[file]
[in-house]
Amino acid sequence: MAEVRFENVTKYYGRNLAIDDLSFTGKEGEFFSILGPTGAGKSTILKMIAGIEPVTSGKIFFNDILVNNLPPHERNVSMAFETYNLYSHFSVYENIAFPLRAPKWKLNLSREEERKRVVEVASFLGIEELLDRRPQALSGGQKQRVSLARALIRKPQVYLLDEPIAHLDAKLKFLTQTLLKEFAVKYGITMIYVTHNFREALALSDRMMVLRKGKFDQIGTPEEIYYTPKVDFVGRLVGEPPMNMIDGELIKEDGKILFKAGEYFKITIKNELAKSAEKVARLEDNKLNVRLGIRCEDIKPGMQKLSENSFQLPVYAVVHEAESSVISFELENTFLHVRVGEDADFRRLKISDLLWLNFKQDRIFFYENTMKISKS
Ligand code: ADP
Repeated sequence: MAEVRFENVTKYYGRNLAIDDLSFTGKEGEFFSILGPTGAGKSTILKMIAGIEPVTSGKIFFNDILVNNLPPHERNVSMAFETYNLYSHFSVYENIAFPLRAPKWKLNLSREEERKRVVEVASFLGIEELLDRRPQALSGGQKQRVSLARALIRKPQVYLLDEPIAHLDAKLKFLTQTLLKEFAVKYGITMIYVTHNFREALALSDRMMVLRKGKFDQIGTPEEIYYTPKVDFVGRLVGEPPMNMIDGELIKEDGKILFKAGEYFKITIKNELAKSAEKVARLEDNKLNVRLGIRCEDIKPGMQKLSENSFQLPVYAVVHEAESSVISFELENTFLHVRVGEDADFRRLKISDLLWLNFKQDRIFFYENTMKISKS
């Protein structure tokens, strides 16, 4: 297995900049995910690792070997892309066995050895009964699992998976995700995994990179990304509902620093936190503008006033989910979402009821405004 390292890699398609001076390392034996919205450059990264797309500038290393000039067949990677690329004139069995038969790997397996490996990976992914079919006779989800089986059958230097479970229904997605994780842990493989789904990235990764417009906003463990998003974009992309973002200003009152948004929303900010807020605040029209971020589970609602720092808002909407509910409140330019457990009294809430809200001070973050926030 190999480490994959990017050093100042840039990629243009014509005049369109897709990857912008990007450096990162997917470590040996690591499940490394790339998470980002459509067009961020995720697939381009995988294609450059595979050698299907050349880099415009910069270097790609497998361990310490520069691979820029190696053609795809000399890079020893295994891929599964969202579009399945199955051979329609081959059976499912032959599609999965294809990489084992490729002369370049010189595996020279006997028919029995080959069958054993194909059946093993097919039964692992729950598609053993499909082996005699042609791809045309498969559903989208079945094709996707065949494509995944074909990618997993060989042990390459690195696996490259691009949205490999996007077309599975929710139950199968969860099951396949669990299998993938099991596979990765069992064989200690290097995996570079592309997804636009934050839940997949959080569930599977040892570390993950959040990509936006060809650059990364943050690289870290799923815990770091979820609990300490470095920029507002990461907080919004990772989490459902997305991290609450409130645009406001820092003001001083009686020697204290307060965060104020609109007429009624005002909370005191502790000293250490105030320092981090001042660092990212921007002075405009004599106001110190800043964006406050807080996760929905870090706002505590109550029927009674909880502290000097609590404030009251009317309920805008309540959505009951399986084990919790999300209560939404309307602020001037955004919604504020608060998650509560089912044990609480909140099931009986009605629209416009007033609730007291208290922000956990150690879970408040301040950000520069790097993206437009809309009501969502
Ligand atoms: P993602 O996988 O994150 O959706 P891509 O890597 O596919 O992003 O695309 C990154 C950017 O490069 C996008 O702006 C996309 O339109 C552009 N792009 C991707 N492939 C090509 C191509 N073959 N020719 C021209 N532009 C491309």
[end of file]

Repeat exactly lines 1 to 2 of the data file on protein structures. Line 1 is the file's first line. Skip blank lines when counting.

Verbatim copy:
[in-house]
Amino acid sequence: MAEVRFENVTKYYGRNLAIDDLSFTGKEGEFFSILGPTGAGKSTILKMIAGIEPVTSGKIFFNDILVNNLPPHERNVSMAFETYNLYSHFSVYENIAFPLRAPKWKLNLSREEERKRVVEVASFLGIEELLDRRPQALSGGQKQRVSLARALIRKPQVYLLDEPIAHLDAKLKFLTQTLLKEFAVKYGITMIYVTHNFREALALSDRMMVLRKGKFDQIGTPEEIYYTPKVDFVGRLVGEPPMNMIDGELIKEDGKILFKAGEYFKITIKNELAKSAEKVARLEDNKLNVRLGIRCEDIKPGMQKLSENSFQLPVYAVVHEAESSVISFELENTFLHVRVGEDADFRRLKISDLLWLNFKQDRIFFYENTMKISKS